Kid Two came home this weekend, walked in the door, went to the fridge and had a melt-down! “What has happened around here? There’s NOTHING in this fridge, and NOTHING in the cupboard.”
Kid One and his wonderful new wife came in a couple of weeks back; he went to the fridge and scolded… “Every single thing in this fridge is low fat or no fat… your body needs SOME fat! Go get a big, greasy burger!”
Kid Three and her husband and their hyperactive dog come and bring tofu. They don’t look in the fridge. They’ve never really been interested in what’s in the fridge. Well, except our son-in-law who’s on a constant quest for chocolate.
“Well,” I said to Kid Two, “we kind of shop when we’re going to be here.”
I said nothing to Kid One about the low-fat, no-fat stuff. He’ll understand someday.
Welcome to the reality of the empty nest.
It’s a funny thing as bedrooms turn into office space. We’re down to one extra bedroom now… Kid Two really hasn’t totally launched, yet… she graduates this spring in another city, but her ‘stuff’ is still here. We have a sort-of guest room in another part of the house. It’s mostly used for things that are on their way to the basement.
I sat in the living room last week and in between the cushions in the sofa was a dinner napkin… probably from last April!
Welcome to the Empty Nest!
All over this city people like my first husband and I are grappling with a new reality. It’s called quiet. We actually get to finish our sentences now… if we can remember what we were going to say! We don’t have to remind each other who’s picking up whom. We don’t meet on Sunday evenings anymore so we can work out the complicated reality of two careers, three kids and 47 weekly activities.
I haven’t assigned household chores for a long, long time. There are no longer boots to trip over when I come in the back door. Even the dog seems quiet.
Where did those crazy days go? The late-night squeaking of the clothesline as I hung out diapers. Yes, I did. Large, square, flannelette diapers. The special trips to fulfill a dream. Kid One, asked what experience he’d like to have one Thursday evening, looked at me seriously and said, “I’d really, really like to have a submarine sandwich! We put his sister in the carriage and walked down to Dunlop St and he went through the remarkable experience of ordering his first sub.
Where did those days go? Sticky fingerprints on absolutely everything! (Currently, our back door and deck window are so smooshed you’d think a two-year old had been living here… nope! It’s the five dogs that come visit on a regular basis!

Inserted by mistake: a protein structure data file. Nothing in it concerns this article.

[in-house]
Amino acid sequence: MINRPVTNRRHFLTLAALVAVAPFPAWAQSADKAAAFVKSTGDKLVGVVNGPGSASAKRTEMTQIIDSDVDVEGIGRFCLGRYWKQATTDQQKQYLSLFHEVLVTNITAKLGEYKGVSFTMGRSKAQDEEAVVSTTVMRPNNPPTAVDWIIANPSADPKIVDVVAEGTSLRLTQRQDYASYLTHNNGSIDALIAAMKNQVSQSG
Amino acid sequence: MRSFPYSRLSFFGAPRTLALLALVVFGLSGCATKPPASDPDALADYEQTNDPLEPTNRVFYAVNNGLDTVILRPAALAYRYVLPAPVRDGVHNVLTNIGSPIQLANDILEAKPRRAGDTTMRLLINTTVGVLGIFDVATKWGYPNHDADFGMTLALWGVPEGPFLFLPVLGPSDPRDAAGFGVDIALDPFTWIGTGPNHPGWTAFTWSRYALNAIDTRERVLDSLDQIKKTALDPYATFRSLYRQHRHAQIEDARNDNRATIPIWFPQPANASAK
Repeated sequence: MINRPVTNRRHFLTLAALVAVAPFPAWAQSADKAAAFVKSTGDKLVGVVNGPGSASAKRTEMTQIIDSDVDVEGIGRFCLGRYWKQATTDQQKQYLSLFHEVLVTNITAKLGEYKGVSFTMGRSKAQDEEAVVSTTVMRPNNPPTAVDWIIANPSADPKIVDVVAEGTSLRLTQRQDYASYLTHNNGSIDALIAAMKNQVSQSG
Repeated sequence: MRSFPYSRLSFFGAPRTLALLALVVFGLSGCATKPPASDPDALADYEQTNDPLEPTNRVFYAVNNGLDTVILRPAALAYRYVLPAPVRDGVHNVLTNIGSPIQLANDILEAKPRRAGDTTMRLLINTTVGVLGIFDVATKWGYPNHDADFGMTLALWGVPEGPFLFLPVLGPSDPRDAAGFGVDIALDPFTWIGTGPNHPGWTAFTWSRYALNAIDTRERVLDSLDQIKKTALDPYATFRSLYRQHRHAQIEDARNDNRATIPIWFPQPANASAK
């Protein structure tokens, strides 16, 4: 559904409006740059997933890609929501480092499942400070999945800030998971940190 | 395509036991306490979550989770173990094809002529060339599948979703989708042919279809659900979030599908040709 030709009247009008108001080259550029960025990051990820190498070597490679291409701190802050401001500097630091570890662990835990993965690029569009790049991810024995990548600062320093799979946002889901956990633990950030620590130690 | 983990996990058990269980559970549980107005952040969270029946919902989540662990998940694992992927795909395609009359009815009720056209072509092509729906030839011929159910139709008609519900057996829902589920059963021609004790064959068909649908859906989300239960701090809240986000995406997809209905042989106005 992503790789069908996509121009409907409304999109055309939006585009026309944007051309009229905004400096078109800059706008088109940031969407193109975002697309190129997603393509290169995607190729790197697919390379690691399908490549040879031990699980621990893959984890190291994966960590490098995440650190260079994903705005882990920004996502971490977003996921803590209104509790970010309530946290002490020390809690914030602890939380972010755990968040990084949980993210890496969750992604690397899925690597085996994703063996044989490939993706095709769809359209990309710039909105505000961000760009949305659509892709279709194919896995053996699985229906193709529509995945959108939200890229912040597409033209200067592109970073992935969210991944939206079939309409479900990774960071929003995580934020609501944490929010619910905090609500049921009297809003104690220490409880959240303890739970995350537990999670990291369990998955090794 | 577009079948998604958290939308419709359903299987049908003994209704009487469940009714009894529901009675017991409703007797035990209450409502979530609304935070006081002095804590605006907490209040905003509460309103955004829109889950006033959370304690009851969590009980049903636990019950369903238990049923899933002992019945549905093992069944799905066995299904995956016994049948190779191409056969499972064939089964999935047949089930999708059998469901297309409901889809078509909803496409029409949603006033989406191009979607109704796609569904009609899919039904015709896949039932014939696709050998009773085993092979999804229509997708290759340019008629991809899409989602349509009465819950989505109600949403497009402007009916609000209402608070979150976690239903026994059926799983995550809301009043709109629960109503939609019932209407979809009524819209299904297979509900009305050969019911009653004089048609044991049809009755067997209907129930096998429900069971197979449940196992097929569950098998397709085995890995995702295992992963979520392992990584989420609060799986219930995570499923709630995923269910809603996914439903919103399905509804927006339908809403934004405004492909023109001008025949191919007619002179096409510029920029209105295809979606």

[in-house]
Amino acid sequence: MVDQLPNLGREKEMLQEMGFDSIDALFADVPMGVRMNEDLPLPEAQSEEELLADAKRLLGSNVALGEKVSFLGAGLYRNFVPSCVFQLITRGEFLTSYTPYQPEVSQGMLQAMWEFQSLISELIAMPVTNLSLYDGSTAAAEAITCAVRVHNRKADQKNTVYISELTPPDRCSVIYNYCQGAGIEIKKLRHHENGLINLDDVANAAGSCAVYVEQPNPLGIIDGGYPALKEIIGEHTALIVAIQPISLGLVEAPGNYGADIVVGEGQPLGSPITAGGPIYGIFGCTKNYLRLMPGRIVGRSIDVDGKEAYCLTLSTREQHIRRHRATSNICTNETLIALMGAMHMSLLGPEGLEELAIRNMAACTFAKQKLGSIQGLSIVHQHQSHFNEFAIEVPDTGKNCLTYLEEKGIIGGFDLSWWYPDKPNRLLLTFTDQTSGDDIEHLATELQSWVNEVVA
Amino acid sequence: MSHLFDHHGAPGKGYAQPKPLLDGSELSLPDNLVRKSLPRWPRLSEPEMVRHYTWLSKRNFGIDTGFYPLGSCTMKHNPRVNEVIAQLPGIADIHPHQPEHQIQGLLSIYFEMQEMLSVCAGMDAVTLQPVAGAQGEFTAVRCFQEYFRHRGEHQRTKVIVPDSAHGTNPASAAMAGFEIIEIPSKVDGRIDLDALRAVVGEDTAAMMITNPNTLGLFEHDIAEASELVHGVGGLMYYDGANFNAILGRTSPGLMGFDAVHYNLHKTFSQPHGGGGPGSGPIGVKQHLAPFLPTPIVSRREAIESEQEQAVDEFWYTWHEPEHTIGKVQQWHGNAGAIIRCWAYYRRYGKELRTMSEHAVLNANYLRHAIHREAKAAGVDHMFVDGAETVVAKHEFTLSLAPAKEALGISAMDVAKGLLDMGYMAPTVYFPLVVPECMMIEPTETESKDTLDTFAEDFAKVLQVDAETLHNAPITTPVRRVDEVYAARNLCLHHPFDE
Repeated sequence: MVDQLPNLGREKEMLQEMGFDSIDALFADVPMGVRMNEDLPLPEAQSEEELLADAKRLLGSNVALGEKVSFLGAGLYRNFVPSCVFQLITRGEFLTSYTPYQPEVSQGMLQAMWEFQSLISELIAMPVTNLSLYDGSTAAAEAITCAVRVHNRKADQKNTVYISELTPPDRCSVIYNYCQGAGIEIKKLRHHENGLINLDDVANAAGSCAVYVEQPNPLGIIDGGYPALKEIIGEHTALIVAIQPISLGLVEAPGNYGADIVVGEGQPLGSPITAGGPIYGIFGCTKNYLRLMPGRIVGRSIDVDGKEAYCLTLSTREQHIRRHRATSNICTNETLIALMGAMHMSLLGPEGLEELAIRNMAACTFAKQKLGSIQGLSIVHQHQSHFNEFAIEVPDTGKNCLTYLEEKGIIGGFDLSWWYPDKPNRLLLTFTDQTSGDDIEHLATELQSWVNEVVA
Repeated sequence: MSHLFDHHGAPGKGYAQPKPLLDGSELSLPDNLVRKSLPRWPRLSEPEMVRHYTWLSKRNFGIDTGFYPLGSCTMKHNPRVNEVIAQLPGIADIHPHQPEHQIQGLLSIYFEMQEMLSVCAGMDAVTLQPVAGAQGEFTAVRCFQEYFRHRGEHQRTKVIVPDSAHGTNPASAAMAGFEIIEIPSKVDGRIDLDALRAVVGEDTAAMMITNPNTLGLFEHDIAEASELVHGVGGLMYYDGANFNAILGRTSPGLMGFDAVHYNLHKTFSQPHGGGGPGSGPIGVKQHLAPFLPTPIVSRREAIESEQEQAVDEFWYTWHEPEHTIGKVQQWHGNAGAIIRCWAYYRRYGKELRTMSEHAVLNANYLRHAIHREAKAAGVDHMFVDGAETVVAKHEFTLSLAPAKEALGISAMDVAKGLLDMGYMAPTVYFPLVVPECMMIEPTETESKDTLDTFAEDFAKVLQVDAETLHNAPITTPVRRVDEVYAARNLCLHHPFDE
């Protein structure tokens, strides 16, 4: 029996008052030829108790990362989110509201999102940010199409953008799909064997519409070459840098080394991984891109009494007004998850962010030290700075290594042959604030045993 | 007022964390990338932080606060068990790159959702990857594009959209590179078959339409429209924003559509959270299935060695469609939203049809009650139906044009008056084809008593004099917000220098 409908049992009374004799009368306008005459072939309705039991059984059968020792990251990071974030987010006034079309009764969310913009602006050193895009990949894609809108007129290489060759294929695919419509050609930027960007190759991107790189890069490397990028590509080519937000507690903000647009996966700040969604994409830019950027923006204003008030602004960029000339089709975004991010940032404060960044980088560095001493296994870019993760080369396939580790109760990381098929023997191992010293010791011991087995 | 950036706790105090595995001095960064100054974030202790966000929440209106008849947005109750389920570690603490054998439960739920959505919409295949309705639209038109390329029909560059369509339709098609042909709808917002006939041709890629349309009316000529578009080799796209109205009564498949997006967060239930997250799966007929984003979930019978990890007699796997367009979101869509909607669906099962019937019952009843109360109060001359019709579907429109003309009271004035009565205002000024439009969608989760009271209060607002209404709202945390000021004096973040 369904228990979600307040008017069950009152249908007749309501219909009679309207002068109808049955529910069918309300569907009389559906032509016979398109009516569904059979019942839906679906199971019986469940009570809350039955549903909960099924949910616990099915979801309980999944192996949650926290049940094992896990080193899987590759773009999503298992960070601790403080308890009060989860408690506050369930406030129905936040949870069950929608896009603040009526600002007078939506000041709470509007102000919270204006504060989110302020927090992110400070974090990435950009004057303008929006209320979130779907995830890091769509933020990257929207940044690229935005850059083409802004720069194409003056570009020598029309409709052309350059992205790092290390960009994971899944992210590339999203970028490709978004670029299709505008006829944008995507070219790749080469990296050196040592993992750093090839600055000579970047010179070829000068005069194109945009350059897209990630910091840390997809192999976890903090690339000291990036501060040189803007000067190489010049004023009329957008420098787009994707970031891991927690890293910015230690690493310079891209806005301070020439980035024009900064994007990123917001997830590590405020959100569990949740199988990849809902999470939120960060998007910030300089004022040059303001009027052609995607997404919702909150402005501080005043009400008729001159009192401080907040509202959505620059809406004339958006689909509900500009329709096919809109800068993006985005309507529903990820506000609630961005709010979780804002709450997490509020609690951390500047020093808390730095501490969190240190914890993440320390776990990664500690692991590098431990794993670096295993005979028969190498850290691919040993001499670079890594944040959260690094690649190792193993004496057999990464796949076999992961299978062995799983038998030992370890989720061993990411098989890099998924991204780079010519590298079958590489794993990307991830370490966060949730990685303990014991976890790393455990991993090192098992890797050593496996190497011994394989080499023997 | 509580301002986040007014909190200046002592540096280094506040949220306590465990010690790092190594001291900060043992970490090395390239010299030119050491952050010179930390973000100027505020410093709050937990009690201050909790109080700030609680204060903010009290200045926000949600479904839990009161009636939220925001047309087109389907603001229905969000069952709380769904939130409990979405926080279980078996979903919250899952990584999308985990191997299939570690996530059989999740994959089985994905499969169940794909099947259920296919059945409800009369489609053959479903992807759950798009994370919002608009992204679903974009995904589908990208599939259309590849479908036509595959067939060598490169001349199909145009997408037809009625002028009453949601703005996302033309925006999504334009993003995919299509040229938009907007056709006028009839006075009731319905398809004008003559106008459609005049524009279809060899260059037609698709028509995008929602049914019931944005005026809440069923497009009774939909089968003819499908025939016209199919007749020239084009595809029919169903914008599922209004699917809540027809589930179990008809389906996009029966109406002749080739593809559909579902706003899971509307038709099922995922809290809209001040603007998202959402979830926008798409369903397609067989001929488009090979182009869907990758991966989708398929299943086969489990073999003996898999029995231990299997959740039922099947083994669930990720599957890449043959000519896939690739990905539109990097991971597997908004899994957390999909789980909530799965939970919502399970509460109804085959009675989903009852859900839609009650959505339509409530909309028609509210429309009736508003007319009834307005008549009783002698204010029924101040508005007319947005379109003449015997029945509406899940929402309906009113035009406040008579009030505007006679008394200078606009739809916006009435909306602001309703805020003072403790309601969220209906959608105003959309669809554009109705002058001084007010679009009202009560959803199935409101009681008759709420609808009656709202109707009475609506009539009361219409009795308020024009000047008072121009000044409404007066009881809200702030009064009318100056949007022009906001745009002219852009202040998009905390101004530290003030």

Birthday parties. The challenge of coming up with a unique cake. Making Christmas presents. The excitement of planning gifts for everybody. The trip to open first bank accounts. The excitement of placing a book order with Mary Howden at the Frog Prince. Choosing a first bike. With training wheels.
Getting in line to be early at the Ski Swap. Outfitting our ski racers with acceptable race equipment for the season. Getting up at 5:30 am to get to a ski hill somewhere else in Ontario to watch the bottom half of a 27 second run. Dressing kid and self, undressing kid and self, getting into bathing suits for Diaper Duckies at the Y.
School plays. School fun fairs. School parent-teacher meetings. School councils. School report cards. School social life. School attendance challenges. School science projects. School expectations. School graduations.
Pictures. Albums. Books. Gifts. Thank you letters. Discussions. Curfews. Expectations. G1’s. (remember your 90-day?). First computers. Typing Tutor. SimCity. Computer Monopoly. Email. Dialup. Downloads. MSN.
And as suddenly as it began, filling with tears, tantrums, and laughter, the house is quiet again. Phone calls recede. The car is usually full of gas. The screwdriver is exactly where I left it. So is the portable drill. The washing machine runs twice a week. The dryer runs only in the winter.
The nest is empty.
And so, as our lives take on a different rhythm, the many friends we’ve promised to call and visit start to get attention. We start to take walks together. With the dog. The training wheels and little bikes and wagons and miniature lawn mowers and sand toys are a fading memory.
The kids, however, are not.
There’s an enormous gap between that first mew of a new baby and the rumble of the truck as the furniture heads out the door for a new apartment. And in that gap is every possible emotion at every possible intensity.
It’s no wonder the mornings start slow. Find the paper. Make the coffee. Sit and read. Have a bowl of cereal, skim milk, no sugar. And then head into the bathroom for showers and work schedules.
It’s no wonder there’s not much in the fridge.